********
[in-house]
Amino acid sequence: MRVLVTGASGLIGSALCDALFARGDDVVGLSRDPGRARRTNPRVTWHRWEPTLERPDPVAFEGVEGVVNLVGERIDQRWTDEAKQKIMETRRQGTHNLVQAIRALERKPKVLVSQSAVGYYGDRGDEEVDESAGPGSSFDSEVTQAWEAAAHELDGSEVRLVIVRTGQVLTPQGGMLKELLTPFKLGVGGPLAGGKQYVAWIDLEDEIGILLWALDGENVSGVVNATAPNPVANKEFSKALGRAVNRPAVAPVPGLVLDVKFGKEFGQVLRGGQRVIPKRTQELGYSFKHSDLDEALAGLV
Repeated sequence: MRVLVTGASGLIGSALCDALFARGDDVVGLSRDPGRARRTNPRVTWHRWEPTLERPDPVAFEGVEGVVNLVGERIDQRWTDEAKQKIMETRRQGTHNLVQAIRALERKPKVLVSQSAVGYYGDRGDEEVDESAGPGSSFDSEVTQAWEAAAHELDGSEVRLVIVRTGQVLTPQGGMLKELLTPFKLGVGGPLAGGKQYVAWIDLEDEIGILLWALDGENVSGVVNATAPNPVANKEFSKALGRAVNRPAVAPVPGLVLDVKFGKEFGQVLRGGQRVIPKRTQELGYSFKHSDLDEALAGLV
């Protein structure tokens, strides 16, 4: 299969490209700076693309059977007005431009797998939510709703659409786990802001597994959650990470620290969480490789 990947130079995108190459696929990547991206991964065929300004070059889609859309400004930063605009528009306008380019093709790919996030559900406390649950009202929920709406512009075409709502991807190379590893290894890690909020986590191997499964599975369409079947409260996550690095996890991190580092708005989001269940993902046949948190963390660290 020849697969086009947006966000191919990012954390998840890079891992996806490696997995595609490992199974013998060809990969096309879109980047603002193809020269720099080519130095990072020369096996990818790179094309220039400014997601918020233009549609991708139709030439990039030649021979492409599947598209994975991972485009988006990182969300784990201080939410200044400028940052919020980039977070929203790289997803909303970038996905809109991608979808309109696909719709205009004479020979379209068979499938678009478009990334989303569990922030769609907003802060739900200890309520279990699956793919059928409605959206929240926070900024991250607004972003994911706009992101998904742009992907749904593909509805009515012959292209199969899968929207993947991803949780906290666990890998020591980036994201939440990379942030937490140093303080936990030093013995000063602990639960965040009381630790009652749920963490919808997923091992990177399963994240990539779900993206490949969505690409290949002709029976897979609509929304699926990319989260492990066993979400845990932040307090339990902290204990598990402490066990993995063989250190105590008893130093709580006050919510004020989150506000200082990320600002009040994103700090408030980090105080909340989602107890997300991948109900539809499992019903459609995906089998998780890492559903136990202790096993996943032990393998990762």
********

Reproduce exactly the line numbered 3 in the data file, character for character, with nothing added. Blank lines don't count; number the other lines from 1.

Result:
Repeated sequence: MRVLVTGASGLIGSALCDALFARGDDVVGLSRDPGRARRTNPRVTWHRWEPTLERPDPVAFEGVEGVVNLVGERIDQRWTDEAKQKIMETRRQGTHNLVQAIRALERKPKVLVSQSAVGYYGDRGDEEVDESAGPGSSFDSEVTQAWEAAAHELDGSEVRLVIVRTGQVLTPQGGMLKELLTPFKLGVGGPLAGGKQYVAWIDLEDEIGILLWALDGENVSGVVNATAPNPVANKEFSKALGRAVNRPAVAPVPGLVLDVKFGKEFGQVLRGGQRVIPKRTQELGYSFKHSDLDEALAGLV